Plantar Fasciitis Treatment

What is plantar fasciitis?

Also known as Policeman’s heel, plantar fasciitis is one of the most common causes of heel pain. The plantar fascia is a strong ligament or band that supports the arch of the foot and connects the heel bone to the front of your foot, all the way to the base of the toes.


What causes plantar fasciitis?

Excessive load or overuse placed in the plantar fascia can damage it and in turn irritate it or create inflammation. The most affected area is where it inserts onto the bone as the high stress experienced is beyond the body’s tolerance and repair abilities.


In the majority of cases no obvious reason might be accountable for the development of plantar fasciitis, but there are multiple subtle signs that can lead to its diagnosis if examined carefully. Some factors that have been associated with plantar fasciitis are:

  • Obesity
  • Biomechanical foot imbalance such as high arches
  • Repetitive impacts (common in runners)
  • Tight calf muscles 
  • Recent change in activity or shoewear

Other types of foot arch pain that are not plantar fasciitis must be ruled out, and these include calcaneal stress fractures, tarsal tunnel syndrome, or Baxter’s nerve entrapment.


What is the treatment for plantar fasciitis?

The vast majority of patients (90%) affected by plantar fasciitis will improve with non-surgical treatment. Depending on the duration of symptoms the results may not be noticed until months after the implementation of the correct measures but a steady improvement should be expected. 

The following non-surgical strategies have all been shown to be effective to treat plantar fasciitis:

  • Insoles – Cushioned insoles or heel gel pads will reduce the strain going through the plantar fascia that occurs as the heel strikes the ground. 
  • Physiotherapy – An exercise programme guided by a physiotherapist will aim at strengthening the calf muscles and stretching the plantar fascia.
  • Plantar fasciitis stretching – Eccentric calf stretches –  This specific type of calf muscle exercise will also stretch the plantar fascia and has been proven to be one of the best evidence-based treatments.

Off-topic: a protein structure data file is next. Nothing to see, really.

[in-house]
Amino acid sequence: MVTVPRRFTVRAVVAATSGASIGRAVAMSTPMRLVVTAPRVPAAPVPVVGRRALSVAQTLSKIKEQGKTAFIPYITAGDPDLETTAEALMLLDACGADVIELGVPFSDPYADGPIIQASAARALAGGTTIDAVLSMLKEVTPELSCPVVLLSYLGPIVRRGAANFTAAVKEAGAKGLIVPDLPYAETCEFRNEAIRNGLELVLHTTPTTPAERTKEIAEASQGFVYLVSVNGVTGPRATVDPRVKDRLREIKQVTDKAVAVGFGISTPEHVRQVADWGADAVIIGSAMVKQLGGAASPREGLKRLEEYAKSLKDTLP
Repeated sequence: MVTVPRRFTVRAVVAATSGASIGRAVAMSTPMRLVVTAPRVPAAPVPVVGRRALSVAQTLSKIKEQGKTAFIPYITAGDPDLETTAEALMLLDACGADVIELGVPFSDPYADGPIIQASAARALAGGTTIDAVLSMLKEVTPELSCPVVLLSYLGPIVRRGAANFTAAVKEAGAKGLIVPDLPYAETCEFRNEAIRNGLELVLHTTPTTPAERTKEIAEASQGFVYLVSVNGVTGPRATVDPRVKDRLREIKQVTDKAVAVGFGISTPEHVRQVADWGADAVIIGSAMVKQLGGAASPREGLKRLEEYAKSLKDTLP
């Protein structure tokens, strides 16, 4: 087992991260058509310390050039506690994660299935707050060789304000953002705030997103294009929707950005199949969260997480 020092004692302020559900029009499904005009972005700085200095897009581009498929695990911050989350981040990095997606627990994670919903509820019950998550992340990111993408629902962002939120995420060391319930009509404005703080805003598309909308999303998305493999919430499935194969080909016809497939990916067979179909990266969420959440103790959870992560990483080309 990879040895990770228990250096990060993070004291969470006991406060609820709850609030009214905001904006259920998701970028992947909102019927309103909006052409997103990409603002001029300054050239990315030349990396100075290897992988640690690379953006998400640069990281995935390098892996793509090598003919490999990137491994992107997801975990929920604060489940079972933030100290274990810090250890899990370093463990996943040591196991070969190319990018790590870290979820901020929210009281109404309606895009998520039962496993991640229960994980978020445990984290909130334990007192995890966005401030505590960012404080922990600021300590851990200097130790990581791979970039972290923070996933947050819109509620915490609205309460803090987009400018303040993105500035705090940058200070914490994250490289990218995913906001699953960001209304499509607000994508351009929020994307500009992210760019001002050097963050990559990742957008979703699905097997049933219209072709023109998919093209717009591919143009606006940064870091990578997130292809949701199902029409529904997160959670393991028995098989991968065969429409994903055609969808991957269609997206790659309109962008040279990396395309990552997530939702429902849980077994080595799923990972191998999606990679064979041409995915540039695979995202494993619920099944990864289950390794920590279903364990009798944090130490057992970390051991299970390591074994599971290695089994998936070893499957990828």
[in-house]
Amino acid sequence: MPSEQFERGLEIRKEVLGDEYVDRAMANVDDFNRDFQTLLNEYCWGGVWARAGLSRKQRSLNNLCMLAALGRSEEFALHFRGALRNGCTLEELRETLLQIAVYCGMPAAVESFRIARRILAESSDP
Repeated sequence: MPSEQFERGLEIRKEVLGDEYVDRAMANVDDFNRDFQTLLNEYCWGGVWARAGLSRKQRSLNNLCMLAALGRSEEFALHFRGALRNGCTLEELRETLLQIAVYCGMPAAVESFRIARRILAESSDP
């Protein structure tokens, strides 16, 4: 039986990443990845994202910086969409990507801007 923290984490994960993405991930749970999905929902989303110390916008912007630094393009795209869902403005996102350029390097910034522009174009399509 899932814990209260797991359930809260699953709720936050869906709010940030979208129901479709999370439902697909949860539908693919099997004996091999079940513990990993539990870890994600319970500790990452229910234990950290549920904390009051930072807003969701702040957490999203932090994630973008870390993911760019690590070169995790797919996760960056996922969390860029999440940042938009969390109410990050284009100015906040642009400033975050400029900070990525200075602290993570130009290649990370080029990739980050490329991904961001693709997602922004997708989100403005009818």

• Night splints for plantar fasciitis – Can help stretch the fascia at night and avoid the common early morning pain. The drawback is that many patients find them uncomfortable to sleep with and their effect is only moderate. Other plantar fasciitis socks or supports are of less proven efficacy. 
  • Steroid Injections – They should be prescribed cautiously due to the small risk of fascial tears but for the right cases they are a powerful anti-inflammatory solution, although the effect is only temporary.
  • PRP (Platelet-rich Plasma) injection – It is a very effective alternative to steroid injections without the potential side-effects, as it uses your own blood healing properties to address the plantar fasciitis.
  • Shockwave therapy – This well-proven technique imparts impulses onto the heel with a specific device that stimulates the healing process of a damaged fascia. 

Surgery for plantar fasciitis

Surgical treatment is only recommended after 6 to 12 months of well performed non-surgical therapy, as there is a good chance that symptoms will fully improve during this period of time without the need for surgery.


In those very resistant cases that failed to improve after adequate treatment, surgery can be a very successful alternative. There are mainly two forms of surgery, one that acts on the fascia directly and another one that acts on the tight calf muscles.

  • Plantar fascia release: The plantar fascia ligament is partially cut to relieve tension and allow for the tissue to heal. The fascia is approached via a small incision at the inside of the heel. It may require a couple of weeks of crutches when walking to let the wound heal properly.
  • Calf muscle release (gastrocnemius): This is a type of surgery indicated when the range of motion of the ankle is limited due to tight calf muscles. It is known that this has an effect on the plantar fascia and its ability to tolerate load and activity. The procedure is done at the back of the knee and through a minimally invasive incision (<4cm) the muscle is released and stretched. It can be performed under local anaesthetic and the recovery is very fast as it allows for full weight bearing immediately given that the wound will be away from the heel. By releasing the calf muscles the plantar fasciitis can in turn be cured.